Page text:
After two years in New York, she returned to Melbourne more confident, more capable and more independent - and, she discovered, more employable. When she went back to her job as a playground manager some of her colleagues seemed threatened by her new confidence.
She resigned while on maternity leave and later enrolled in the inaugural leadership program conducted by Leadership Plus, a consultancy that helps build the leadership and capacity of people from marginalized groups.
''That's when I got my foot in the door with disability,'' Liz says. The course led to a job as the Leaders Network manager with Leadership Plus.
She then landed her current job as a MetroAccess officer with Maribyrnong City Council. Along the way she started her one-hour weekly program on radio 3CR which is in drive time on Thursdays from 4-5 pm called ''Are You Looking At Me?''
This year she became co-chair of the Commission's Disability Reference Group, set up so the Commission can hear directly from people with disability about systemic discrimination and human rights issues affecting people with disability.
Liz sees an overarching issue for the group is ''full participation'' for people with disability.
This includes a focus on employment, access to services like transport, and greater community awareness of people with disability.
''I want us to get out and speak up, to let people see we're here,'' she says.
"'That's why I do radio. I used to think, when I was little, when I was a teenager, 'don't let people know you've got bad eyesight because they'll judge you and think you're lesser than them'.
''But now I make a point of letting people know immediately. Then we can all relax and there is little confusion.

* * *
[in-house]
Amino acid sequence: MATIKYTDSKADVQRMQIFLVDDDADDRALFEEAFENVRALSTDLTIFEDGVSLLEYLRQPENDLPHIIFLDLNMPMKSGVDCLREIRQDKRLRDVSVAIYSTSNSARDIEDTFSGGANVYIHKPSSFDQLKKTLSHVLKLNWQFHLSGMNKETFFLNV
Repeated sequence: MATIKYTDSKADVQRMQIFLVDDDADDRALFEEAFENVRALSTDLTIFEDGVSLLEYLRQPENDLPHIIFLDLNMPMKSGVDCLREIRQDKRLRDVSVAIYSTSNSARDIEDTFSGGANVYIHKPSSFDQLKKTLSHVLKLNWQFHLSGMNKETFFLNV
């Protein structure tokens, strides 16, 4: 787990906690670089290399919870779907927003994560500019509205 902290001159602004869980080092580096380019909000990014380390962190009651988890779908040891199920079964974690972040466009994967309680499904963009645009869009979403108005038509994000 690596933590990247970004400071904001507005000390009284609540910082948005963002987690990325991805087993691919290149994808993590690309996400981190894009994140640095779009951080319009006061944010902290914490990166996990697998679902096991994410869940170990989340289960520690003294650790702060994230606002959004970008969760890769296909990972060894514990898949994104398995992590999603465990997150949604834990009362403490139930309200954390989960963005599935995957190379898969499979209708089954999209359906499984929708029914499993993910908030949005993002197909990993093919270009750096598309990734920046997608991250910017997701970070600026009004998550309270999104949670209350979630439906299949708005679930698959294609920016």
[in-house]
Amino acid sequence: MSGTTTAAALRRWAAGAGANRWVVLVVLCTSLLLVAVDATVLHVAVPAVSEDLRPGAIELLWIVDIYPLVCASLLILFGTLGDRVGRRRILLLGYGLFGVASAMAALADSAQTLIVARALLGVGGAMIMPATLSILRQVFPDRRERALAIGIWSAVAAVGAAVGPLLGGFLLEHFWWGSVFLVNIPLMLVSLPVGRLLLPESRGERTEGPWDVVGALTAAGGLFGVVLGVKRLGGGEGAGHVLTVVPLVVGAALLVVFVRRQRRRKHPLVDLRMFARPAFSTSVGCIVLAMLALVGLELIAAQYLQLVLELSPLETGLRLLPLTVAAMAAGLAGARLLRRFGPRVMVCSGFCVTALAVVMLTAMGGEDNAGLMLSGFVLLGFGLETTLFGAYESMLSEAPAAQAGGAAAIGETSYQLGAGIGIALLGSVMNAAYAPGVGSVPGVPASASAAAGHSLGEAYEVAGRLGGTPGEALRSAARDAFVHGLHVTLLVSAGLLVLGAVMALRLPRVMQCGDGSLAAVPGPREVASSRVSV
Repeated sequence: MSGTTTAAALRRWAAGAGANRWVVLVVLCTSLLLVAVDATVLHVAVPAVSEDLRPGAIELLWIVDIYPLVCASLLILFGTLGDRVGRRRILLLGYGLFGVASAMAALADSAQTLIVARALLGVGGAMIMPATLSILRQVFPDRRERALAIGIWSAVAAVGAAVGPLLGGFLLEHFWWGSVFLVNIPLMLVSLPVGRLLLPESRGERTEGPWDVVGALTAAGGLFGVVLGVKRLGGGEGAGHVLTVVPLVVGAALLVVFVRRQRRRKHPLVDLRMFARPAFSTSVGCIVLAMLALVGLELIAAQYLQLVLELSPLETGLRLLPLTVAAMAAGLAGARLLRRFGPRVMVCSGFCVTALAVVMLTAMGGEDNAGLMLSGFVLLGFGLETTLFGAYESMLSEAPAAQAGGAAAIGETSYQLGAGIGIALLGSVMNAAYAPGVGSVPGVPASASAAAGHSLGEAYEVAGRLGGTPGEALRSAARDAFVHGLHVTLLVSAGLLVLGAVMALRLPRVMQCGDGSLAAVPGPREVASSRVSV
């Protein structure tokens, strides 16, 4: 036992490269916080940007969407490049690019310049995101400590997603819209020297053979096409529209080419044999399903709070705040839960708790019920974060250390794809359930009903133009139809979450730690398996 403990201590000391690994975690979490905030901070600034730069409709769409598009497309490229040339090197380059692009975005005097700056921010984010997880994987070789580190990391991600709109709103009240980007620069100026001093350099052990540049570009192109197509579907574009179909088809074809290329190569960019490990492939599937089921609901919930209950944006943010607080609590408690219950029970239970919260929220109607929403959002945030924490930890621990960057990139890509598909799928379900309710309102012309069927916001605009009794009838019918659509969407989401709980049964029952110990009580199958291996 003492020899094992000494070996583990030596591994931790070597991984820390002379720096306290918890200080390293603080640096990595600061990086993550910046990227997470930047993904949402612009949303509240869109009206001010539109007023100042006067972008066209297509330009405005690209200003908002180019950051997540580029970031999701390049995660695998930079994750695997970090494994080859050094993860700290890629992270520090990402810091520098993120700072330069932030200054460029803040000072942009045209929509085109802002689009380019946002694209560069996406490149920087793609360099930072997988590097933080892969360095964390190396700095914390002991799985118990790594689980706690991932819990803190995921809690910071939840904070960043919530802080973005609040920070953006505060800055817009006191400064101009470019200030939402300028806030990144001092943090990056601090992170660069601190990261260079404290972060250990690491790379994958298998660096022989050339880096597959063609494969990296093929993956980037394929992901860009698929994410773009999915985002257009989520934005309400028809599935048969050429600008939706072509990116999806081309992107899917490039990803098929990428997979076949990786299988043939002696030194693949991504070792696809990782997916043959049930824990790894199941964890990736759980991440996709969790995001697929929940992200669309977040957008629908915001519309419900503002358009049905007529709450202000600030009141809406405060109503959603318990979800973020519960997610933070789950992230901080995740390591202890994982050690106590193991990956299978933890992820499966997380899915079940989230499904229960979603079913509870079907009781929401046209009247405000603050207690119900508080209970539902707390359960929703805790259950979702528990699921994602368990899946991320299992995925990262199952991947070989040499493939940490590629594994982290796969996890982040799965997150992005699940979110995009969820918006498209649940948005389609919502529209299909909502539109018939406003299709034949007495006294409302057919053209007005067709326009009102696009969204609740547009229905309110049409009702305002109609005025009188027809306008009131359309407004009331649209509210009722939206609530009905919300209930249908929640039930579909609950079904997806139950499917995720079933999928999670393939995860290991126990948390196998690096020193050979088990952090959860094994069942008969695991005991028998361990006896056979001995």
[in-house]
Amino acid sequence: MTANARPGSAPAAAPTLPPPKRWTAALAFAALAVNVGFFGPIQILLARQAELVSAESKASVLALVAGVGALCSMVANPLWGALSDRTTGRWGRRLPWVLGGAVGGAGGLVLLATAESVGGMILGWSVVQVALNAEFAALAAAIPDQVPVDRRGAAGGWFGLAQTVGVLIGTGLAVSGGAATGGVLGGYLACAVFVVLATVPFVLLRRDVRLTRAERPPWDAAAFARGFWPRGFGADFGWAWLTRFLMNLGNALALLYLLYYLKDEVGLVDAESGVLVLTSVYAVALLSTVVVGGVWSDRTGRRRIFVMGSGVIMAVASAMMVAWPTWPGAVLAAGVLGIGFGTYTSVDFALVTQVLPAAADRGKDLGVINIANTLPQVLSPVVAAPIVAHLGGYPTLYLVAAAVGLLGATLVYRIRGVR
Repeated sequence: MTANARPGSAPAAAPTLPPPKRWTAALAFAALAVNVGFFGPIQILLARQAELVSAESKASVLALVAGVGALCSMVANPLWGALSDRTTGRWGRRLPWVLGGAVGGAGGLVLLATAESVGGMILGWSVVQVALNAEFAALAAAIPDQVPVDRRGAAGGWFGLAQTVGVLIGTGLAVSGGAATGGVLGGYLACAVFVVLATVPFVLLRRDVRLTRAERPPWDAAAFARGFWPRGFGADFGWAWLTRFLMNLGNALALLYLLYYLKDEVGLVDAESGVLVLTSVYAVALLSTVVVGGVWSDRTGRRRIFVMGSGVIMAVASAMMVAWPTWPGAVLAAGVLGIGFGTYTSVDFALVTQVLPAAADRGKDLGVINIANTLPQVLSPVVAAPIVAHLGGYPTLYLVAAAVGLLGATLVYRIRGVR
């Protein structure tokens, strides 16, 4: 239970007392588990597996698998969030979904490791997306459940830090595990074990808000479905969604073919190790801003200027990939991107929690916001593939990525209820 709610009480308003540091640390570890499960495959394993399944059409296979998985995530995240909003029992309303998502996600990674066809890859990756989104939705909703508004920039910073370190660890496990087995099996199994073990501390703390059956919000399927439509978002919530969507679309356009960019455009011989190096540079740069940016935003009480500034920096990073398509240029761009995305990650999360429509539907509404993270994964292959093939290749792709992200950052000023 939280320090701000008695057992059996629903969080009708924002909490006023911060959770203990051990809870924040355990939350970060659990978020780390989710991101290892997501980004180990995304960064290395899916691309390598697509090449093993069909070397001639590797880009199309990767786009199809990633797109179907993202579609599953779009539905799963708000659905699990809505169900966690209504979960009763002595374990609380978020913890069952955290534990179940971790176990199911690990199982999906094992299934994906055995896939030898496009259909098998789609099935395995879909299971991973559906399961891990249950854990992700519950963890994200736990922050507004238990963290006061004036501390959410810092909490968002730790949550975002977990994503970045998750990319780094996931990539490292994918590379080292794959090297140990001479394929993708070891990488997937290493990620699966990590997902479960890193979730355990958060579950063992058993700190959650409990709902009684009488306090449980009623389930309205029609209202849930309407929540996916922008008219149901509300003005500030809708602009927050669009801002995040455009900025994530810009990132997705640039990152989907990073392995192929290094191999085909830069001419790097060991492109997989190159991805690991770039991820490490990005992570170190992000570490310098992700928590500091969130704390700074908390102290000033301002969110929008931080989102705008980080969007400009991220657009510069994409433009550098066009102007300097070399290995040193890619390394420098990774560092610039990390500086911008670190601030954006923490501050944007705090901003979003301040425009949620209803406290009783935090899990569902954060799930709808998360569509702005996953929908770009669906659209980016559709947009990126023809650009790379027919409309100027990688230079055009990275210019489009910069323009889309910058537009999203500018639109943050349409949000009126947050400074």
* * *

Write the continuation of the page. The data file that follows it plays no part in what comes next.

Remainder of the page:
''If you talk to people in a way that you'd want to be spoken to, with generosity and good nature, people really respond.''
Asked what she hopes the DRG will achieve in its two-year term, she says: ''I've got to remain objective, but I would like to ensure our meetings are productive and energetic, that we can get our teeth into some systemic stuff.
"I'd really like, at the end of our term, for us as a group to be able to say: 'We've changed that, we influenced that, this is better because we sat on this group'.''
Next year Liz will travel to Britain, the US and Switzerland on an Ethel Temby Research Grant, awarded by the Department of Human Services for research on new approaches which work towards the goals of the State Disability Plan.
Liz juggles her work as an access officer, broadcaster and on the DRG with her other job, as a mother of a 12-year-old daughter, Lola.
Talking to Liz, it's clear that her mother was a profound influence on her. It's a trait that Liz seems to be carrying on with her own daughter.
''As a parent, my daughter is really complimentary.
''I don't think she sees me as flawed or an embarrassment. And she's only 12, mind you.
''It's important for me that she sees we're all people.
''We go to a lot of functions and parties with people with disability and it's important to me that she doesn't think it's weird, or that she's fallen into a world that's parallel to the 'mainstream' world.
''She just sees it all, that we're all just people.''
Read more about the Disability Reference Group.